• Although freeing a business of its debts deals with the symptoms of its problems, it doesn’t deal with the causes.  Identifying the causes for the problems of the business often means real soul searching.  You may need to bring in more help or resources.  You might need to improve your own skills.   You might need to stop doing something or start doing something differently.  Do you have all the entrepreneurial, managerial and technical skills, in the right mix, to succeed? – your business is only as strong as the weakest of your skills in these key areas.  Are you prepared to make all the changes you really need to?
  • There are major issues re-using a liquidated company’s ‘name’: not dealing with these in the best or proper way can lead to personal liability for the debts of the new business and a criminal record.  Do not ignore these rules, implement a properly considered plan for dealing with them;
  • Obtaining the right level of funding can be a real problem.  Some banks won’t touch phoenix operations on any terms.
    How much money do you need?  Add 50% more than you think, then ask yourself how you are going to get it?  Think about looking at alternative sources of finance, sources you haven’t considered before.  But be careful, sources such as Funding Circle get personal guarantees, and you could end up in even worse problems.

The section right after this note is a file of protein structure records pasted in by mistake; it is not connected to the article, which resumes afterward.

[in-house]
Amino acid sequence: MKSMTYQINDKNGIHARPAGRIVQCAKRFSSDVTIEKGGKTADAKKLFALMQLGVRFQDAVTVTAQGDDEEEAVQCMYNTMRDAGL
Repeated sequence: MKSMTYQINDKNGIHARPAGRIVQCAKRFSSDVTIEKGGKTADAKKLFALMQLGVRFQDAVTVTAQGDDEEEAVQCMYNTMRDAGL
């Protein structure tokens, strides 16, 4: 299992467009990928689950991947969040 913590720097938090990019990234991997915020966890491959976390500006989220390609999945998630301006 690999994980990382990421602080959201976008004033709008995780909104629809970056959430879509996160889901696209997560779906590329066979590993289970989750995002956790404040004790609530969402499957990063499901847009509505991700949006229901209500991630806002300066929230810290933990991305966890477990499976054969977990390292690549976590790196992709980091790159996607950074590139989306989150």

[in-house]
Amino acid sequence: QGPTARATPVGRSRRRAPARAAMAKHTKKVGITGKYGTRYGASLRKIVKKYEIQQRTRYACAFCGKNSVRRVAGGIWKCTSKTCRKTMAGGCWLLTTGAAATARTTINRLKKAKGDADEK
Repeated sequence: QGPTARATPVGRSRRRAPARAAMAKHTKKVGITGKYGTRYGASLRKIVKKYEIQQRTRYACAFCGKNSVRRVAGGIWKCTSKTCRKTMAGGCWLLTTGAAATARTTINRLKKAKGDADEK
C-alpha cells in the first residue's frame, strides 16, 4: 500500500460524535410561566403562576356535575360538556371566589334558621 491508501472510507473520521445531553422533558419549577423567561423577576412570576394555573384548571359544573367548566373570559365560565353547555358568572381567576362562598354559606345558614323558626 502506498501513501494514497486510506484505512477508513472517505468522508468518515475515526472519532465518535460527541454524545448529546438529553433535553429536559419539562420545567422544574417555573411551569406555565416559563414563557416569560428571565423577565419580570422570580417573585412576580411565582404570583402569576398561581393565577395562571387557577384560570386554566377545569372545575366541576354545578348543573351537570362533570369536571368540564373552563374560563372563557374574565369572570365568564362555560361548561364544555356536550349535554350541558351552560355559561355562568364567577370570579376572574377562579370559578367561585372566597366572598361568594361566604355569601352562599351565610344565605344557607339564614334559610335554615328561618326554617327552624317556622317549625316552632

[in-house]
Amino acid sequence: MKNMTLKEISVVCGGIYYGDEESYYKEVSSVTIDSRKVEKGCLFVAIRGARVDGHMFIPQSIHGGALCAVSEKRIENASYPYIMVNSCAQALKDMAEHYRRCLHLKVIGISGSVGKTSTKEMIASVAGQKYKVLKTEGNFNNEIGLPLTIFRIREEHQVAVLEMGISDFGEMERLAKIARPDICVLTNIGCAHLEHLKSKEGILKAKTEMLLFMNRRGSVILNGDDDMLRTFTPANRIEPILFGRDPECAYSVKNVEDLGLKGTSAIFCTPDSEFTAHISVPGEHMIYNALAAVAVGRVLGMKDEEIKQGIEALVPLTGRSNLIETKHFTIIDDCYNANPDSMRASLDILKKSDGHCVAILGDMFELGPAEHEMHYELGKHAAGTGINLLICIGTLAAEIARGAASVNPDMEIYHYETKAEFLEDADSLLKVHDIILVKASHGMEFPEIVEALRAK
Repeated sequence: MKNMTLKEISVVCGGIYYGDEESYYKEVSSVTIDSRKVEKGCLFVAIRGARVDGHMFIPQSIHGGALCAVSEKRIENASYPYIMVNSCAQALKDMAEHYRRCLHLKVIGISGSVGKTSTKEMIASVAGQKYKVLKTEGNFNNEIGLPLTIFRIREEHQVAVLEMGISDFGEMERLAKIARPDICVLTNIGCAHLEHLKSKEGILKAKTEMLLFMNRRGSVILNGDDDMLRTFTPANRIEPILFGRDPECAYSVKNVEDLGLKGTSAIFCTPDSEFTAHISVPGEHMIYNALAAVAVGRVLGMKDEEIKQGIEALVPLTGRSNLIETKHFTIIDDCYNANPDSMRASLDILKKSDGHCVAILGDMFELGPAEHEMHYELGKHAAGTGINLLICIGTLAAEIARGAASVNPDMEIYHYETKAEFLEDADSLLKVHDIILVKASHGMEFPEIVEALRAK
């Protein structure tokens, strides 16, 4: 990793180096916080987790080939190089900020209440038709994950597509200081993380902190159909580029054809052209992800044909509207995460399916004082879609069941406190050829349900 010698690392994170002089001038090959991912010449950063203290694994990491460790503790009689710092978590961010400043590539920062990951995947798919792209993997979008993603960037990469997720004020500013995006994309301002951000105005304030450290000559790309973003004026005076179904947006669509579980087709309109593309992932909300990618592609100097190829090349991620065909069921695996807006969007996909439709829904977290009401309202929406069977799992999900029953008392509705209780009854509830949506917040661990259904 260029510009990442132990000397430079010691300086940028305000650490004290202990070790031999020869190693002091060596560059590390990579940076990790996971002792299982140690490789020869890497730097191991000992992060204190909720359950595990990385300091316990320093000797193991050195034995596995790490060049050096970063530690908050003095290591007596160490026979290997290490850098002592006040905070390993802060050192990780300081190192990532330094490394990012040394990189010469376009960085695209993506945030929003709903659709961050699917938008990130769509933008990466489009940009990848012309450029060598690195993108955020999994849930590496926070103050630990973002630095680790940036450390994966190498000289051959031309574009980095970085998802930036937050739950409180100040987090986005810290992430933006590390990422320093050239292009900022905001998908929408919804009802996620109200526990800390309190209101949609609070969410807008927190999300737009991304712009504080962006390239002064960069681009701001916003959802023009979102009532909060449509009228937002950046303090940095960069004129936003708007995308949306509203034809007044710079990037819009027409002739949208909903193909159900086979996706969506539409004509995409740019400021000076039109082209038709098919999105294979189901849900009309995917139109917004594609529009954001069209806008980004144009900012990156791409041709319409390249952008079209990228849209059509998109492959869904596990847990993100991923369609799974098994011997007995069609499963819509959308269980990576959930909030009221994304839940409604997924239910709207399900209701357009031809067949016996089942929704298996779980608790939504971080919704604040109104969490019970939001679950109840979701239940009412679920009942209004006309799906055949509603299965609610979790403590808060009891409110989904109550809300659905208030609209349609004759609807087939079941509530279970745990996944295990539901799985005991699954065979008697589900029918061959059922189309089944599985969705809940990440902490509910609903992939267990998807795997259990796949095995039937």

Only by fully investigating these issues with a firm interested in securing a long term solution rather than short term fee will you give yourself the best chance of things working out second time around.

Been asked to personally pay the costs of liquidating your company?

A day doesn’t go by without me seeing at least one instance of a director being asked by an insolvency practitioner to personally pay the costs of putting their company into creditors’ voluntary, ie insolvent, liquidation.